Playfulness offers relief from the stresses of…well…I needn’t enumerate them…so I wasn’t surprised when Charles insisted that he come to the launch of Seven Stitches this Thursday at Another Read Through. After all, Charles and I go back more than a year, when I decided to do some fact checking for the story.

In the Seven Stitches of my imagination, a stuffed blue giraffe is the beloved companion of a homeless girl who lives in Portland. Problem? I’d never seen a stuffed blue giraffe. To find out whether one existed, I went to the purveyor of virtually all things material: Amazon.

The result? Many, many, many, and even many more stuffed giraffes live in cybermarket world, and an amazing number of them are blue. Who knew? The choices were so vast and I was so intrigued that I bought three. Yes, I auditioned three stuffed blue giraffes for the position of Charles. […]

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Back in January of 2014, I started a race with the construction crew that was building the Janey II, an apartment complex about a block from my place. A sign that eventually went up on the site noted that the building would be ready in Spring 2015. Spring turned into summer, and now it’s fall. The building looks to be nearly finished on the outside, except for work on the eco-roof. Still, I don’t think the building is yet ready for its first tenants.

And Book Three? Well, first off, the title of Book Three has morphed into Untitled Companion to Blue Thread and The Ninth Day. I guess that means I’m not quite done either. The manuscript has been written and revised and revised and rewritten. About the only bits of material that haven’t changed since the winter of 2014 are the names of the three chickens: Yetta, Tillie, and Louise. […]

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We interrupt the epic saga of Book Three vs. Janey II to bring this public service announcement to all of you readers and writers in Oregon. Starting in September, more than two dozen authors divided into teams of eight are speaking for eight minutes per author to support independent bookstores in eight locations across the state. For free (we don’t get paid and you don’t pay to attend). Hence the name Crazy8s Author Tour.

This is the brainchild of Oregon writer George Wright, who put together the original tour in 2012. I was on that tour with George, and I’m delighted to be part of his one. On September 18, I’ll be in Cottage Grove, along with Bill Cameron, Lisa Ohlen Harris, Lindsay Hall, Karen Karbo, Gina Ochsner, Alexis M. Smith, and Ellen Waterston. On September 24, Lindsay, Alexis, and I will join up with Dana Hayes, Susan Hill Long, Cari Luna, Ismet (Izzy) Prcic, and Jody Seay in Salem. […]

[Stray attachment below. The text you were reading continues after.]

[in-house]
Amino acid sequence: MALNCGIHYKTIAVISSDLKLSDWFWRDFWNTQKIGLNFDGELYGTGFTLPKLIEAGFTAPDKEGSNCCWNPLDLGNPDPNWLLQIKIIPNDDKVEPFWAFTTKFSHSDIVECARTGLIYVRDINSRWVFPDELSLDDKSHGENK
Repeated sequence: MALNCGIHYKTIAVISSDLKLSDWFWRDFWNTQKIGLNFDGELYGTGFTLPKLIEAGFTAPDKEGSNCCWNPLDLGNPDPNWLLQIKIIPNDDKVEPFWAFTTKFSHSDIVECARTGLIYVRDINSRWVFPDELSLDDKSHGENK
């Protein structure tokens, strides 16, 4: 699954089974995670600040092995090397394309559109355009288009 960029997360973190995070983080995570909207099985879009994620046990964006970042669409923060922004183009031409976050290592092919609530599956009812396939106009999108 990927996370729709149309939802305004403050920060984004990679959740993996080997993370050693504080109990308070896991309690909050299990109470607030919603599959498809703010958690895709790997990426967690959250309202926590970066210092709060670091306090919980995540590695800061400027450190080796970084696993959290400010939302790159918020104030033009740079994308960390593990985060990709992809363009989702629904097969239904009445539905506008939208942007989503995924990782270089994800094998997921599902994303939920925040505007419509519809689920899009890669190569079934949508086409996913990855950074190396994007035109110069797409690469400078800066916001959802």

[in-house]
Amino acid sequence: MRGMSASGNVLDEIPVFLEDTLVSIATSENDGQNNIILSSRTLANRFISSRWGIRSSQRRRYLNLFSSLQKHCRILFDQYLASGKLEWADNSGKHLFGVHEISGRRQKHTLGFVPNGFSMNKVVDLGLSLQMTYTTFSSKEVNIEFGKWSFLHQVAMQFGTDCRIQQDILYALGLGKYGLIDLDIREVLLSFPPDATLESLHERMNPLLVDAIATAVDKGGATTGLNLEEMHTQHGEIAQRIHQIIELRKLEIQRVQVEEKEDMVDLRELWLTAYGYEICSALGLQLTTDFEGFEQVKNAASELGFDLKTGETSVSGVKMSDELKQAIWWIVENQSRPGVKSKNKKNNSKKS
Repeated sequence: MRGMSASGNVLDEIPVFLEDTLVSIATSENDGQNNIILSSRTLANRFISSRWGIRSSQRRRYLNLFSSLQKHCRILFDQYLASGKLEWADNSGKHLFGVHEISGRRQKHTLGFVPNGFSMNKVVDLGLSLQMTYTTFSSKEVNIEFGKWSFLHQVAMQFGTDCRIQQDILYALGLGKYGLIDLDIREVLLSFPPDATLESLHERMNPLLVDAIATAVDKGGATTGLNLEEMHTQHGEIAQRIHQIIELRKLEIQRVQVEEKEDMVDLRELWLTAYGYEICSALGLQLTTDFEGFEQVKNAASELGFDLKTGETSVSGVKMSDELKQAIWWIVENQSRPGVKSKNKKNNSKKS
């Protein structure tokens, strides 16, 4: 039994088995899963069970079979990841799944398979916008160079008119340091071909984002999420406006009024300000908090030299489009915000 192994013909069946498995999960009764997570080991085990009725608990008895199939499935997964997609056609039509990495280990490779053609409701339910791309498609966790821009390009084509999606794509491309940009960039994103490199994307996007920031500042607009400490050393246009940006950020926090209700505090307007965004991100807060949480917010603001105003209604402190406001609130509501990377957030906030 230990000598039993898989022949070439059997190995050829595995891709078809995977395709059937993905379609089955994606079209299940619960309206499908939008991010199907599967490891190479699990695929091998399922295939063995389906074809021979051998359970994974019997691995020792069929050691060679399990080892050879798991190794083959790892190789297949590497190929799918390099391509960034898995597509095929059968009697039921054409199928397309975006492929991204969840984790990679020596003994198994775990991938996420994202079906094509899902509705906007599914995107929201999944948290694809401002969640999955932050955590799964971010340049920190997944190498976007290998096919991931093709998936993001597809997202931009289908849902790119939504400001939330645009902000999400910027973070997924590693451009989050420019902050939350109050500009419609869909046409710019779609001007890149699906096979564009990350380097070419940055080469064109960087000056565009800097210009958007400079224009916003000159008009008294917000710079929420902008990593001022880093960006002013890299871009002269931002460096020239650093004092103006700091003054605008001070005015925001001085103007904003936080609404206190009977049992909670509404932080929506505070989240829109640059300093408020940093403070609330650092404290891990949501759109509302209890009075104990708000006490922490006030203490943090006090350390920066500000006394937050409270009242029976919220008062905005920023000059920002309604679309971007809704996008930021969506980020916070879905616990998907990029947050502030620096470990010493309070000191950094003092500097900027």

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Welcome to another stop on the blog tour for the Sydney Taylor Book Awards, presented annually by the Association of Jewish Libraries. Pull up a chair and let’s hear from author Loïc Dauvallier, illustrator Marc Lizano, and colorist Greg Salsedo about Hidden: A Child’s Story of the Holocaust, the gold medal winner in the Older Readers category. Originally published in 2012 by Le Lombard in French as L’Enfant Cachée, the book was translated by Alexis Siegel and published in the U.S. in 2014 by First Second. Hidden is a graphic novel about a grandmother who shares her memories of 1942 Paris in a story she’s hidden for decades. It’s a recent collaboration between Loïc and Marc, whose previous projects include La Petite Famille, a story about grief and the relationship between grandparents and grandchildren, and Hugo et Cagoule, a humorous comic without words. This is their first collaboration with Greg. […]

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Back in another part of my life, I once asked a friend named Jack about what he and his family did to celebrate Christmas. I was curious. Growing up Jewish in America, I knew plenty about the sort of Christmas they offered up on TV or sang about in holiday concerts. But the real Christmas? Everybody did it a little differently, right?

So I asked Jack, who was then a well-respected attorney, a Vietnam War veteran, a dad, and, I might add, my boss.  “Do you do anything special every year?”

Turns out, he did, and one of his traditions has stuck with me all these years. Yes, Jack’s family exchanged gifts on Christmas Day, like a gazillion other folks I assume. But they also gave books to each other on Christmas Eve. Books. Oh, the wonder! They gave one another a piece of the stories of the world as told by us all, to entertain or to contemplate, and to engage with before the gadgets and gizmos, the handmade doodads and the store-bought duds. […]

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